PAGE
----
Immediate source of acquisition or transfer
Content and structure area
Scope and content
Contains a draft of Harris’s unpublished manuscript and photographs that represent her research and catalog of Coptic architectural sculpture from Oxyrhynchos. The unpublished manuscript of Harris’s research findings includes text, endnotes, appendices of the catalog numbering concordances, and the catalog list. The manuscript text describes the sculptural fragments in detail and discusses their interrelationships, as well as their relationships with other Coptic and Byzantine sculpture. This series also includes handwritten cards with Harris’s bibliographic citations, earlier drafts of the concordance lists, and a set of inventory notes used for organizing and assigning her own cataloging number to each sculptural object she was studying.
While the catalog list in the manuscript refers to 496 Oxyrhynchos sculpture fragments, the accompanying photographic catalog documents only 480 (the other 16 fragments were not seen in person by Harris and are only referenced in the manuscript text). The photographs are compiled in three sets of prints, boxed separately. The first and second sets represent the photographs taken by Harris on separate trips to Egypt in 1953 and 1963, consecutively. The third set is a compilation of the previous two sets, but with smaller images, more comprehensive descriptive information, and arranged in a more finalized stage of organization. Together, the three sets demonstrate how Harris assembled her catalog over time. However, the third set alone can be considered to be Harris’s complete photographic catalog, exhibiting her own organization of the fragments by architectural type and then by decorative motif within each type. The photographs are grouped in this order: niches, friezes and other decorative blocks, cornices, and capitals. Decorative motifs include, but are not limited to: acanthus leaf, grape vines with heavy stem, running vine with stems intertwined, and meander pattern.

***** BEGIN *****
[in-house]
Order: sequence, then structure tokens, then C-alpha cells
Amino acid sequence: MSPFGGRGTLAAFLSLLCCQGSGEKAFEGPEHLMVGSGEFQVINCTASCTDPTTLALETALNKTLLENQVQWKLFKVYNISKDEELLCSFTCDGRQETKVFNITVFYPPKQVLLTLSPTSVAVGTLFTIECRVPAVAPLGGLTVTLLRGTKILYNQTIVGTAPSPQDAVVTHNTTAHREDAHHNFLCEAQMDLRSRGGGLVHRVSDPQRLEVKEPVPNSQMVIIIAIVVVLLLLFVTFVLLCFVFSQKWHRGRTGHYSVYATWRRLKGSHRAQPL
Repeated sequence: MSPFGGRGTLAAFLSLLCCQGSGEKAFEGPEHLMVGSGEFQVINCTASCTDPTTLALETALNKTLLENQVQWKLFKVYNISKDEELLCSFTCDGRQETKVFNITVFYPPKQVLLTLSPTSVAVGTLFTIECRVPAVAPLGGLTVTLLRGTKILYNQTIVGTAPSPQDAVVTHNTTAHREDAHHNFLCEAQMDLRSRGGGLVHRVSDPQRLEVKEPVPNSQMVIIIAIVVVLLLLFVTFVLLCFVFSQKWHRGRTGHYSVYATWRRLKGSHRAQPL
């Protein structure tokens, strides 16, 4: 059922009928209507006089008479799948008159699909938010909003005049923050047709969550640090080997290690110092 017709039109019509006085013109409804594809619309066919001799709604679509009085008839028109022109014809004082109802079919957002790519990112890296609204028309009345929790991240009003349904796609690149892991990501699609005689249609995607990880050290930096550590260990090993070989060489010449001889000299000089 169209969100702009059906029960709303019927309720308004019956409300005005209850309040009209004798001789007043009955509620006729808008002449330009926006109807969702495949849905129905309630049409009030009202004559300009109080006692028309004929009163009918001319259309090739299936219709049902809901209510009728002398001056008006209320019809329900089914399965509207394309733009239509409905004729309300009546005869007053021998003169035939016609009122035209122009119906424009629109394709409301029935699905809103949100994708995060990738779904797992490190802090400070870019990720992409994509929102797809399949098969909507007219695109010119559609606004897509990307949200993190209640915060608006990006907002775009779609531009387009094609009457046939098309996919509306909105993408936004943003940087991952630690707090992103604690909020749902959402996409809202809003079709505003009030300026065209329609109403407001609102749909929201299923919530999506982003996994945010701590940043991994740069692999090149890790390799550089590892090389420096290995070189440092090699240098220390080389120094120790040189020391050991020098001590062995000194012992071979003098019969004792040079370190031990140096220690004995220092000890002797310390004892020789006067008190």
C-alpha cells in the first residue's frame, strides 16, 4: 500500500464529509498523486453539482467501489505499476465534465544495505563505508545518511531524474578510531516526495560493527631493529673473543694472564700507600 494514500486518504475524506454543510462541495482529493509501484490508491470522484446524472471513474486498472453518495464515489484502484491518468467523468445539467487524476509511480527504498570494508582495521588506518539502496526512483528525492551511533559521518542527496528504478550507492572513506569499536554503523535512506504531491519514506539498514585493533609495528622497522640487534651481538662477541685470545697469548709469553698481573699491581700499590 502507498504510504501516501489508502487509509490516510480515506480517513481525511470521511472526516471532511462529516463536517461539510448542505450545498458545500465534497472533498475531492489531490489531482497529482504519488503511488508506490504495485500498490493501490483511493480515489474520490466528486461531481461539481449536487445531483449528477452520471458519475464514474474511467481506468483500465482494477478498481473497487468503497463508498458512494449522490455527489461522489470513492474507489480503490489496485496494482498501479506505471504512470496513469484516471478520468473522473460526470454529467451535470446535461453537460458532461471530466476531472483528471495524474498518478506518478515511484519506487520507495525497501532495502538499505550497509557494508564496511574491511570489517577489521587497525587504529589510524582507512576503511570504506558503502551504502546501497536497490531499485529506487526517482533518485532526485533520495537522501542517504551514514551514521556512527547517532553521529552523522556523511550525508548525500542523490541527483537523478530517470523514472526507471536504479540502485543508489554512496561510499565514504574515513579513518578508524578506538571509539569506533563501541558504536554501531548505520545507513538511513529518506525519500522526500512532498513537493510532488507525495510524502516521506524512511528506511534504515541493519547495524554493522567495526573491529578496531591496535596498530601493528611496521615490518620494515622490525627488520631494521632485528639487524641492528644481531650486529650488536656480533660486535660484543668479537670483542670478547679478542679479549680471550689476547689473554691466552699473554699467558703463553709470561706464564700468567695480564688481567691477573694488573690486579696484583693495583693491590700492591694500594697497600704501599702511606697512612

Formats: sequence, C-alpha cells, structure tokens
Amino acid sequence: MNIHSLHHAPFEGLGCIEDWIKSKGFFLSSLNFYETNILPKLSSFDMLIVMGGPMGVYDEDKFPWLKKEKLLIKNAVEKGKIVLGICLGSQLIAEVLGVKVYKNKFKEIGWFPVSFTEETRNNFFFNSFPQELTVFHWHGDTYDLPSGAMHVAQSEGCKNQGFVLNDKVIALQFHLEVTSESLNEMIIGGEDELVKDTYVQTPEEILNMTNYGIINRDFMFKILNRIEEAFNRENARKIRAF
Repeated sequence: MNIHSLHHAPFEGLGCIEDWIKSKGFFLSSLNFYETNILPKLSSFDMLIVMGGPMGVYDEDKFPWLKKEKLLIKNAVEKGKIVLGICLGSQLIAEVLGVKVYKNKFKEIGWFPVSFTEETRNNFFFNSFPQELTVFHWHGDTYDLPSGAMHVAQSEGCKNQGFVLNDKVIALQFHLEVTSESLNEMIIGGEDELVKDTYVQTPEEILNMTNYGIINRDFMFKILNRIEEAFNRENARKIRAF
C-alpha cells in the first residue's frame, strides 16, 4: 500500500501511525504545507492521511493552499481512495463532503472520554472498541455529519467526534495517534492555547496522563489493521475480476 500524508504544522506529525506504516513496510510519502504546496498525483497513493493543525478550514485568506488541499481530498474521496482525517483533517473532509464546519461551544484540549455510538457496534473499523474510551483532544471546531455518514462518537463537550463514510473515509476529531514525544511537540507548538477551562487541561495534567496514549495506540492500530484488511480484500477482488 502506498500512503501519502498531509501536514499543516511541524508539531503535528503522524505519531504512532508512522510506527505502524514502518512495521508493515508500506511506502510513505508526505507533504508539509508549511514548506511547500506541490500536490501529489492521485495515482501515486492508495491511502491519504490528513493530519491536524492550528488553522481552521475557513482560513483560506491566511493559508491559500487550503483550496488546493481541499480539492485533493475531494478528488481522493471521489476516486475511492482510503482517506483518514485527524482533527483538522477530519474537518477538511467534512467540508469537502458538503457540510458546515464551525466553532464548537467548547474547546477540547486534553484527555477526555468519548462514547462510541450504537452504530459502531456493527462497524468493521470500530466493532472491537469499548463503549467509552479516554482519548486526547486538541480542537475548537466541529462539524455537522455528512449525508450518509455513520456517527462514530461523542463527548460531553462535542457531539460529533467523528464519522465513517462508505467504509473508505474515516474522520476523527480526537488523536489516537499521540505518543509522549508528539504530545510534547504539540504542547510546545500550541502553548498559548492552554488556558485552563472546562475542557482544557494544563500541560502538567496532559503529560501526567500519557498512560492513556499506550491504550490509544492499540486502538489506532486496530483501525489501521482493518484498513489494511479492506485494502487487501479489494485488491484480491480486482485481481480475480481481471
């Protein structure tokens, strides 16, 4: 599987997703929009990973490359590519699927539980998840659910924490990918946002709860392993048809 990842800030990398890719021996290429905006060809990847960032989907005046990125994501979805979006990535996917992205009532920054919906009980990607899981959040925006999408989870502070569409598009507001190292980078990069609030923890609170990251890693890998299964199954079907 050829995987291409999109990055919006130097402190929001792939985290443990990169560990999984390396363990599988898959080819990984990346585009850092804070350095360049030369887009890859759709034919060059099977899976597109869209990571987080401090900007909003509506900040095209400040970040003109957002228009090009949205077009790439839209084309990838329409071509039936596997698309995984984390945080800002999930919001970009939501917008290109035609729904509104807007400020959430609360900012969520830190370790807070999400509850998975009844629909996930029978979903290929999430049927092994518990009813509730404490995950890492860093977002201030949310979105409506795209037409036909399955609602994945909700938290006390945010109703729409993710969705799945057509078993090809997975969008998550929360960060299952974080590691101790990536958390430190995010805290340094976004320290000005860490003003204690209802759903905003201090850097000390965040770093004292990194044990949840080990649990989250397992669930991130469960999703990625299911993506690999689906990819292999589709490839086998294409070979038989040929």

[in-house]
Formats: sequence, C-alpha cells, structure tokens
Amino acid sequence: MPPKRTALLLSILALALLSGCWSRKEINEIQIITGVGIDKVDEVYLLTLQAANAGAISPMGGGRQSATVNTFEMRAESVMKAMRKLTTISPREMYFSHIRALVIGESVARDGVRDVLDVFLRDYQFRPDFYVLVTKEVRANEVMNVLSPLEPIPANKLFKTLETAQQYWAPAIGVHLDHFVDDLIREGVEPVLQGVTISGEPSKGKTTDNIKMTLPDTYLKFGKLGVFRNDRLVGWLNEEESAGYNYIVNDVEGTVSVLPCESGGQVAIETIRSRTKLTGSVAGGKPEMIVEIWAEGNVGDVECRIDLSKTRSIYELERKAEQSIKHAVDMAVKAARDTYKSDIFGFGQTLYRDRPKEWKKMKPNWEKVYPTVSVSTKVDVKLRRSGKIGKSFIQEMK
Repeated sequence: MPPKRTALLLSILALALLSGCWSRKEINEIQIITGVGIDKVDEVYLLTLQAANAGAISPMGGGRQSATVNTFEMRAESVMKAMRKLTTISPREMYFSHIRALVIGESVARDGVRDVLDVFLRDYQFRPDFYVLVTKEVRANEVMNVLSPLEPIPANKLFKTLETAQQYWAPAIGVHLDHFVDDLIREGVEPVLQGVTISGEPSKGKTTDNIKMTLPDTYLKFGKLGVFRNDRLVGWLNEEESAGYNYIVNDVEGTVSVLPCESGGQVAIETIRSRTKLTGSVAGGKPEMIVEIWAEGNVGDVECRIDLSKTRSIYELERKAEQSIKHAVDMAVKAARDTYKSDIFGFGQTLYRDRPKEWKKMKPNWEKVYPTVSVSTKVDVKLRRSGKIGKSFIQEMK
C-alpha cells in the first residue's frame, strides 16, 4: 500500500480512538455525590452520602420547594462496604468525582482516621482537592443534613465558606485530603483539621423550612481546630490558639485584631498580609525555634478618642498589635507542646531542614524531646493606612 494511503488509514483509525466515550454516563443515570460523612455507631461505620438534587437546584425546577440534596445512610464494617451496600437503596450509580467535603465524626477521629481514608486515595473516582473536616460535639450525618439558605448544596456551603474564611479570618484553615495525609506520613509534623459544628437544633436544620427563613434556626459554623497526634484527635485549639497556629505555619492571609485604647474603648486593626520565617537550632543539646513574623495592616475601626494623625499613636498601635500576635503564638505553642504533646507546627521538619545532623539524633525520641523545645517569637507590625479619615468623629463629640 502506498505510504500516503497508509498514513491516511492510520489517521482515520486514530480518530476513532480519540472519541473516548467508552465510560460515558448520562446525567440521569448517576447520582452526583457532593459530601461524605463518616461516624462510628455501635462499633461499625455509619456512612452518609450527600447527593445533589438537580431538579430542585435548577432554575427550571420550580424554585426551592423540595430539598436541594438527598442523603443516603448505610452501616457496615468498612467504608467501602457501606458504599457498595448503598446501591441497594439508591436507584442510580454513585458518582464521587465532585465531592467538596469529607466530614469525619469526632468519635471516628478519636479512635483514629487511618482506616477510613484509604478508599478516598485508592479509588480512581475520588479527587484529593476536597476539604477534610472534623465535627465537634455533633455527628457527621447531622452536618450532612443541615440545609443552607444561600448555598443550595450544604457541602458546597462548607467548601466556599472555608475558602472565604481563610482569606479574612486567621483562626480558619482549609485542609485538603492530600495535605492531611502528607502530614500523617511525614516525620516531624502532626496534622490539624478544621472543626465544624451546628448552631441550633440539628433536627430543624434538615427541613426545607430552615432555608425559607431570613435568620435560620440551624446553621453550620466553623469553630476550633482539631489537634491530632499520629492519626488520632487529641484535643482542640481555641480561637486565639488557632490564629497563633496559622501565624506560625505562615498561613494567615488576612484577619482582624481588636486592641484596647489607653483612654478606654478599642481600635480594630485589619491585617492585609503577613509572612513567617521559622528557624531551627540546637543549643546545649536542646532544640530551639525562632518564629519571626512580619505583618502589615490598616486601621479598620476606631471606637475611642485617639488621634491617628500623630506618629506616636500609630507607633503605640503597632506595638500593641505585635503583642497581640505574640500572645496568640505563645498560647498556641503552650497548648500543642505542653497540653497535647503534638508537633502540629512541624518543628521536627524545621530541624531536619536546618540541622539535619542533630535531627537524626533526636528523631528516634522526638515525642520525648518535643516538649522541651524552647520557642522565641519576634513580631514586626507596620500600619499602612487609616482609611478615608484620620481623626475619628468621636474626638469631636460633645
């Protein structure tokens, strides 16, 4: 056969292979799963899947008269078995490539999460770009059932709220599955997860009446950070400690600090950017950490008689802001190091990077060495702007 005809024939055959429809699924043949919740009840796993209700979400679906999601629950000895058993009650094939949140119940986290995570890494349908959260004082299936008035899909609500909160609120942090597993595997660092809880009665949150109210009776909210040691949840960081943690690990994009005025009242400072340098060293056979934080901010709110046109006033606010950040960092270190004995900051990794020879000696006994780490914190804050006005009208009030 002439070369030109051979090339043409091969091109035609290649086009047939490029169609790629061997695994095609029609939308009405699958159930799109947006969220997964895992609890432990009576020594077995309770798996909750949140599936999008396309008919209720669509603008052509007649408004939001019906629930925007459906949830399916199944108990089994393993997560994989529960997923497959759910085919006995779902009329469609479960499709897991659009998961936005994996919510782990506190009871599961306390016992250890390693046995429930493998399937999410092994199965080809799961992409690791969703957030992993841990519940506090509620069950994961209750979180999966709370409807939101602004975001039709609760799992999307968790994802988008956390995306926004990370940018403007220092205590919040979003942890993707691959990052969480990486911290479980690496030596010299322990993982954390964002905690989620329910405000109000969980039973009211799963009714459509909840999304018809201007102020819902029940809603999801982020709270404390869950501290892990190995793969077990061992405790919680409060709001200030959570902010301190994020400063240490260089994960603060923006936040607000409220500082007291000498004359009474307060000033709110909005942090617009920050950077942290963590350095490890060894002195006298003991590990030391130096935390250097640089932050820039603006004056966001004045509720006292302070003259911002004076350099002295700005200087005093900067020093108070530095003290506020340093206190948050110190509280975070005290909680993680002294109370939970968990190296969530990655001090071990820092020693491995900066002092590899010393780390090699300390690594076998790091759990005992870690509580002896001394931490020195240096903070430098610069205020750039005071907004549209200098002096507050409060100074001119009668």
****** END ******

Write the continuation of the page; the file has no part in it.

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Conditions governing access
Conditions governing reproduction
Language of material
Script of material
Language and script notes
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Allied materials area
Existence and location of originals
Existence and location of copies
Related units of description
Here is a key to the different numbering systems present in the collection, using catalog number 246 as an example:
246 [Harris’s catalog number (or JMH number) that she assigned to each sculptural fragment]
23589 [Graeco-Roman Museum in Alexandria, Egypt inventory number for the same fragment]
Roll IV, 14 [Harris’s 1953 negative roll number and negative frame number for the image depicted]
Oxy 8 (1/5/63) 33-34 [Harris’s 1963 negative roll number with date embedded in parenthesis and also negative frame numbers for the additional images depicted]
Oxy I, pl. XLVIII, 174 [Reference to the illustration plate number in Breccia’s two publications in 1932 and 1933. Harris’s concordance lists refer to the two publications as “Oxyrhynchos I” and “Oxyrhynchos II” respectively. She often abbreviated them to “Oxy I” and “Oxy II.” The plate number is in Roman numerals and illustration number is noted.]
23588 [Another Graeco-Roman Museum in Alexandria, Egypt inventory number. Sometimes an additional fragment is listed for comparison or described as being similar]
Subject access points
Place access points
Name access points
- Harris, Josephine M. (Creator)
Description control area